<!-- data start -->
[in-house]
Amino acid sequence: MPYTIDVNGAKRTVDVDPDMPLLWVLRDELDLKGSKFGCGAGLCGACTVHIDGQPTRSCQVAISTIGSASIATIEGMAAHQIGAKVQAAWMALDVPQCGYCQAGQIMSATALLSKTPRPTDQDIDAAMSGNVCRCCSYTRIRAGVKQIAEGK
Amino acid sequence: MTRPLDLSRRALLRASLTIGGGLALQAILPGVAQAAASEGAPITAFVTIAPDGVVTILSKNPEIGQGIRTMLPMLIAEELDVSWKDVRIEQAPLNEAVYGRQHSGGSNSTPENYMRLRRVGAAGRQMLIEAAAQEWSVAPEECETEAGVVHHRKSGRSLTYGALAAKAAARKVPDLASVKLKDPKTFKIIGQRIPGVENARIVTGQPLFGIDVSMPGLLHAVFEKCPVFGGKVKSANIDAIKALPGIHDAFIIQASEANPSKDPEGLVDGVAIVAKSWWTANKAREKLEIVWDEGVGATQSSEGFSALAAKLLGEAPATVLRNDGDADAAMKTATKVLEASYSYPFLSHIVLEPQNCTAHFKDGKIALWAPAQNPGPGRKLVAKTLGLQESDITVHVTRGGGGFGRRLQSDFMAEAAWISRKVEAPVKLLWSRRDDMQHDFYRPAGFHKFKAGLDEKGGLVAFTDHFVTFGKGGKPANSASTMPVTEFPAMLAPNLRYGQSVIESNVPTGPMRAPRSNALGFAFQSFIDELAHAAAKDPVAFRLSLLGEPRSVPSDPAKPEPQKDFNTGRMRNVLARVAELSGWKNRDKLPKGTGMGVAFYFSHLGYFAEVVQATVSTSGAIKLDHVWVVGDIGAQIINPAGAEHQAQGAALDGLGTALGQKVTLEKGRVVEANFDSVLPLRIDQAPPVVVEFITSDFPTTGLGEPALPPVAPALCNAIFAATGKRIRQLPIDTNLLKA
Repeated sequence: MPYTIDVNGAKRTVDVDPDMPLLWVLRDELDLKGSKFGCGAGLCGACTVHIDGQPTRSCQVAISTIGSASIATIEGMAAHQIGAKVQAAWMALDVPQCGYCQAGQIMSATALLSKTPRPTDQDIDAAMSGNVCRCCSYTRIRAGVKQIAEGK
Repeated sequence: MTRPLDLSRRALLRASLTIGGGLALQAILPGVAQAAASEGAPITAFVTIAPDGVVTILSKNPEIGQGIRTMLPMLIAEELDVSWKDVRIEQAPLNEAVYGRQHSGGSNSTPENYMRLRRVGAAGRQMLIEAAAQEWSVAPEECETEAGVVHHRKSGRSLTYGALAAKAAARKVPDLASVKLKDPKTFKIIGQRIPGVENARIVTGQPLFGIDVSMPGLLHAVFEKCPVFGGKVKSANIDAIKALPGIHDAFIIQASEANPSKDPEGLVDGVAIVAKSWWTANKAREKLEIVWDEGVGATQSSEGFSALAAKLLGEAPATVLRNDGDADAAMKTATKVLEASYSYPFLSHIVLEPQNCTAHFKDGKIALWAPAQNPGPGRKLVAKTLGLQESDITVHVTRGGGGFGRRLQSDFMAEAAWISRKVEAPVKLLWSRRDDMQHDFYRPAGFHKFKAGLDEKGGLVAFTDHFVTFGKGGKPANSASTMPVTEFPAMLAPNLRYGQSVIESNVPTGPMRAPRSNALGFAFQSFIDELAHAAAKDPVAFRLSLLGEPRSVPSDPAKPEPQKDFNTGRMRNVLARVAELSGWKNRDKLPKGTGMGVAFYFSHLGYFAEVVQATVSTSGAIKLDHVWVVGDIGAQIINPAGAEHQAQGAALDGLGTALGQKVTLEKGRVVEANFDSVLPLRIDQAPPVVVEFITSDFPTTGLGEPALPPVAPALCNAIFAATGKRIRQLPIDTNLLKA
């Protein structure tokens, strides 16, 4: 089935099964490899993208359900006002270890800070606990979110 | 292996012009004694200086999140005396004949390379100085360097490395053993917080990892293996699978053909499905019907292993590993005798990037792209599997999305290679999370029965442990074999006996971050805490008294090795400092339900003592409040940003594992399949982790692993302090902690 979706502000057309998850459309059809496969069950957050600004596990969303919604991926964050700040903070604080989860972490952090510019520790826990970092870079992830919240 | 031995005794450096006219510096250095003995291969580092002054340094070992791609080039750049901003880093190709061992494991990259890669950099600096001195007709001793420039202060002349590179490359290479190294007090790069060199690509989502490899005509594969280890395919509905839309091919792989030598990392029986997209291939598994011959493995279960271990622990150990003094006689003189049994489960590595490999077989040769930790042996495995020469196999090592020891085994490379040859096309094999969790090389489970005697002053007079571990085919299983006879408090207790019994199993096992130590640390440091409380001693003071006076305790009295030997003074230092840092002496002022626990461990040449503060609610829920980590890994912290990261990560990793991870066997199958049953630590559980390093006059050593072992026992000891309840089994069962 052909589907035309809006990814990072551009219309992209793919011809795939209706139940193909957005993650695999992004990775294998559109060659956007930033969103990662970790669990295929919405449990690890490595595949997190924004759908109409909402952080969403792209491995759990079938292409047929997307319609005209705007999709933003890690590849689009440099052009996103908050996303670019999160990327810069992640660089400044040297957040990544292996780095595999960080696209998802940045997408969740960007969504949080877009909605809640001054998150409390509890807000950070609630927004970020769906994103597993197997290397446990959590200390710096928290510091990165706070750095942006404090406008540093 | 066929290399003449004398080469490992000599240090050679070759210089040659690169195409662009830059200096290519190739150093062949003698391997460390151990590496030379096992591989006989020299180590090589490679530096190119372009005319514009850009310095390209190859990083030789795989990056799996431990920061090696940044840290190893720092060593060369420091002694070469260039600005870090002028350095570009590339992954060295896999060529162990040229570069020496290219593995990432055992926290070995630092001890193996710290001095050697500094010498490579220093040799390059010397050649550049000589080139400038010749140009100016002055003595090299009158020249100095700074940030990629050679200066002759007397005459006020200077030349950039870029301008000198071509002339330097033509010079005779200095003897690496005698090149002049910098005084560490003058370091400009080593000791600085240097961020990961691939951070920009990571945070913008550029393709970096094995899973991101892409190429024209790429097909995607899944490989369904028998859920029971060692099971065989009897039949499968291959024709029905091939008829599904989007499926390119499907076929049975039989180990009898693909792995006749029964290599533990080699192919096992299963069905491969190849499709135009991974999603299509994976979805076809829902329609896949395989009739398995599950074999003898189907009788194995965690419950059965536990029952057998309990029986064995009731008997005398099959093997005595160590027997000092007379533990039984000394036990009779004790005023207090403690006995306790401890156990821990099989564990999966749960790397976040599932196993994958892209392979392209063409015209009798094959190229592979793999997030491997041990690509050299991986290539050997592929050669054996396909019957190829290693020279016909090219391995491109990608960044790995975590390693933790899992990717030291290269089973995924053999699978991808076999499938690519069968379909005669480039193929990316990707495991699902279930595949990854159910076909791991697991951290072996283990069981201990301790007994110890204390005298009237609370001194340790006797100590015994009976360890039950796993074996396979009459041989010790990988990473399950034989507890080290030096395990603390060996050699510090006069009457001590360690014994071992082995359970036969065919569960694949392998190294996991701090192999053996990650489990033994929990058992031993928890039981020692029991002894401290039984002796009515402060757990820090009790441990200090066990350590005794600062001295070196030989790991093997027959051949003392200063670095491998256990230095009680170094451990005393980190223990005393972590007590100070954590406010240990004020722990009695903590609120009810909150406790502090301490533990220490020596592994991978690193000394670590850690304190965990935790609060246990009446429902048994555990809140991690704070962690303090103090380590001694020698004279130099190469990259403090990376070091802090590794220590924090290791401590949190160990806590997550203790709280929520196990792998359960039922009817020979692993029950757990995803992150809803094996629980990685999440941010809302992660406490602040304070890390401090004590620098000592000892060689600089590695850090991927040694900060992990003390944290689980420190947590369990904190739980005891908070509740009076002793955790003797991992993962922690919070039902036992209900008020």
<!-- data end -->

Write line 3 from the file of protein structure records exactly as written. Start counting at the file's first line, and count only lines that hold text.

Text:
Amino acid sequence: MTRPLDLSRRALLRASLTIGGGLALQAILPGVAQAAASEGAPITAFVTIAPDGVVTILSKNPEIGQGIRTMLPMLIAEELDVSWKDVRIEQAPLNEAVYGRQHSGGSNSTPENYMRLRRVGAAGRQMLIEAAAQEWSVAPEECETEAGVVHHRKSGRSLTYGALAAKAAARKVPDLASVKLKDPKTFKIIGQRIPGVENARIVTGQPLFGIDVSMPGLLHAVFEKCPVFGGKVKSANIDAIKALPGIHDAFIIQASEANPSKDPEGLVDGVAIVAKSWWTANKAREKLEIVWDEGVGATQSSEGFSALAAKLLGEAPATVLRNDGDADAAMKTATKVLEASYSYPFLSHIVLEPQNCTAHFKDGKIALWAPAQNPGPGRKLVAKTLGLQESDITVHVTRGGGGFGRRLQSDFMAEAAWISRKVEAPVKLLWSRRDDMQHDFYRPAGFHKFKAGLDEKGGLVAFTDHFVTFGKGGKPANSASTMPVTEFPAMLAPNLRYGQSVIESNVPTGPMRAPRSNALGFAFQSFIDELAHAAAKDPVAFRLSLLGEPRSVPSDPAKPEPQKDFNTGRMRNVLARVAELSGWKNRDKLPKGTGMGVAFYFSHLGYFAEVVQATVSTSGAIKLDHVWVVGDIGAQIINPAGAEHQAQGAALDGLGTALGQKVTLEKGRVVEANFDSVLPLRIDQAPPVVVEFITSDFPTTGLGEPALPPVAPALCNAIFAATGKRIRQLPIDTNLLKA